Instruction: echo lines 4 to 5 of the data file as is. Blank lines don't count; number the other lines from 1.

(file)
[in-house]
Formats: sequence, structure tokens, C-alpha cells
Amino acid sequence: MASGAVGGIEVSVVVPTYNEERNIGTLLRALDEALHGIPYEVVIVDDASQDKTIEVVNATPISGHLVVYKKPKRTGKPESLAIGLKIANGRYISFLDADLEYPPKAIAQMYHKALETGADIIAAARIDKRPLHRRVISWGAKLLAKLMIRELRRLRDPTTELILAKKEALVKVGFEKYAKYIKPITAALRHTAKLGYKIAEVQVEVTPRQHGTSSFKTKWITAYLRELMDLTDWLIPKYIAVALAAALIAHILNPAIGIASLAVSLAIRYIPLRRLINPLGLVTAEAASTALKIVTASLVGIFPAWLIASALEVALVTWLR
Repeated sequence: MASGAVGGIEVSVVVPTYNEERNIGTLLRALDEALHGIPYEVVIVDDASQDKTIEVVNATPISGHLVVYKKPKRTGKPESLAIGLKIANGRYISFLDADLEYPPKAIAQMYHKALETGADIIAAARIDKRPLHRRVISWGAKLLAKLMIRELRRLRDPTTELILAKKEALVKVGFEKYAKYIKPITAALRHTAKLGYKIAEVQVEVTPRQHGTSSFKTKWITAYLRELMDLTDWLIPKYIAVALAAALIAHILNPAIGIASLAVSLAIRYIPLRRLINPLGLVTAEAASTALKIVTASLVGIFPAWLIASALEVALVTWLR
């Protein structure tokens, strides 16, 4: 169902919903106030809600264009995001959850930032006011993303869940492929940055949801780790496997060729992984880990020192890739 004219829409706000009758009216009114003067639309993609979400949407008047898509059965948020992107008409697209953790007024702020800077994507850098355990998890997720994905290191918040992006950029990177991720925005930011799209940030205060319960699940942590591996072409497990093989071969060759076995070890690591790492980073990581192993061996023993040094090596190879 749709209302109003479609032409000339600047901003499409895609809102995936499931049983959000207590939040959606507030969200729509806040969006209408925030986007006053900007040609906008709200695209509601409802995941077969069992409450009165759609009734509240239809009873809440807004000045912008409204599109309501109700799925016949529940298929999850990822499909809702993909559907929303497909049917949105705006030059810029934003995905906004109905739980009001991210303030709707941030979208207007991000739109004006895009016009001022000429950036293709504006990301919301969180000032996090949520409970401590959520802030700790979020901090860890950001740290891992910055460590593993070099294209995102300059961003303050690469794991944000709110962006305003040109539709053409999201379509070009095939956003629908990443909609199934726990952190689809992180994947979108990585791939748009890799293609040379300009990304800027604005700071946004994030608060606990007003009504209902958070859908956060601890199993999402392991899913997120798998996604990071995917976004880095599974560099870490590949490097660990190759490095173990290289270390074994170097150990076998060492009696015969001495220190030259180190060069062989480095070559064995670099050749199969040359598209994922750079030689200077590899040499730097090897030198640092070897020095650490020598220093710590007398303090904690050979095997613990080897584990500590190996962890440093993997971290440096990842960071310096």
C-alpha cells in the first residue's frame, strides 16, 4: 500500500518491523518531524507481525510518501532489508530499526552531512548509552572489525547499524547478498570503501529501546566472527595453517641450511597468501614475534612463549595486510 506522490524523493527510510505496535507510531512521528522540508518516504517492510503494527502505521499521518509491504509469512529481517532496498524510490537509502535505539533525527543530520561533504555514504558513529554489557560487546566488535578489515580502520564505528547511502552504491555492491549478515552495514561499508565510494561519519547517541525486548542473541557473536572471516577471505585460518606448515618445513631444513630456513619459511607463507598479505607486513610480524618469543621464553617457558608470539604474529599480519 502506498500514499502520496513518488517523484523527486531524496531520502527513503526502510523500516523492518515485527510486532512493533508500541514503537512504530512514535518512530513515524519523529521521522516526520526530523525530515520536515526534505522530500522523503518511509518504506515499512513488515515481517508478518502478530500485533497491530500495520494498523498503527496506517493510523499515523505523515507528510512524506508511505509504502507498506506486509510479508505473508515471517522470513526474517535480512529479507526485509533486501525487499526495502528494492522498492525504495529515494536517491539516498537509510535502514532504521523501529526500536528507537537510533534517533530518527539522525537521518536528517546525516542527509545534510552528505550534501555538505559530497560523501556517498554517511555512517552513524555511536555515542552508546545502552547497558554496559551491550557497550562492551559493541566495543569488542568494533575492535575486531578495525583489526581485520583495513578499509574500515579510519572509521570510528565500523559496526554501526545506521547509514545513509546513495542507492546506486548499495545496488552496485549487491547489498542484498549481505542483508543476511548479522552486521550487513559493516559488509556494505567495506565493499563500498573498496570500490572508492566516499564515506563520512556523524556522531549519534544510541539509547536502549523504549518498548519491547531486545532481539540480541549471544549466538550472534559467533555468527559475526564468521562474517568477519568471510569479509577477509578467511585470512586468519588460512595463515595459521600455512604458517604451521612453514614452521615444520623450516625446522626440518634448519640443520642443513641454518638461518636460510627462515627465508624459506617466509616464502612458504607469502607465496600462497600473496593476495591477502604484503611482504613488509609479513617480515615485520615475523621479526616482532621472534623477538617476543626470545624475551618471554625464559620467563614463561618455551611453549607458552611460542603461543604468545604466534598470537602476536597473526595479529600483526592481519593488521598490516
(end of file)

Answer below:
Repeated sequence: MASGAVGGIEVSVVVPTYNEERNIGTLLRALDEALHGIPYEVVIVDDASQDKTIEVVNATPISGHLVVYKKPKRTGKPESLAIGLKIANGRYISFLDADLEYPPKAIAQMYHKALETGADIIAAARIDKRPLHRRVISWGAKLLAKLMIRELRRLRDPTTELILAKKEALVKVGFEKYAKYIKPITAALRHTAKLGYKIAEVQVEVTPRQHGTSSFKTKWITAYLRELMDLTDWLIPKYIAVALAAALIAHILNPAIGIASLAVSLAIRYIPLRRLINPLGLVTAEAASTALKIVTASLVGIFPAWLIASALEVALVTWLR
């Protein structure tokens, strides 16, 4: 169902919903106030809600264009995001959850930032006011993303869940492929940055949801780790496997060729992984880990020192890739 004219829409706000009758009216009114003067639309993609979400949407008047898509059965948020992107008409697209953790007024702020800077994507850098355990998890997720994905290191918040992006950029990177991720925005930011799209940030205060319960699940942590591996072409497990093989071969060759076995070890690591790492980073990581192993061996023993040094090596190879 749709209302109003479609032409000339600047901003499409895609809102995936499931049983959000207590939040959606507030969200729509806040969006209408925030986007006053900007040609906008709200695209509601409802995941077969069992409450009165759609009734509240239809009873809440807004000045912008409204599109309501109700799925016949529940298929999850990822499909809702993909559907929303497909049917949105705006030059810029934003995905906004109905739980009001991210303030709707941030979208207007991000739109004006895009016009001022000429950036293709504006990301919301969180000032996090949520409970401590959520802030700790979020901090860890950001740290891992910055460590593993070099294209995102300059961003303050690469794991944000709110962006305003040109539709053409999201379509070009095939956003629908990443909609199934726990952190689809992180994947979108990585791939748009890799293609040379300009990304800027604005700071946004994030608060606990007003009504209902958070859908956060601890199993999402392991899913997120798998996604990071995917976004880095599974560099870490590949490097660990190759490095173990290289270390074994170097150990076998060492009696015969001495220190030259180190060069062989480095070559064995670099050749199969040359598209994922750079030689200077590899040499730097090897030198640092070897020095650490020598220093710590007398303090904690050979095997613990080897584990500590190996962890440093993997971290440096990842960071310096």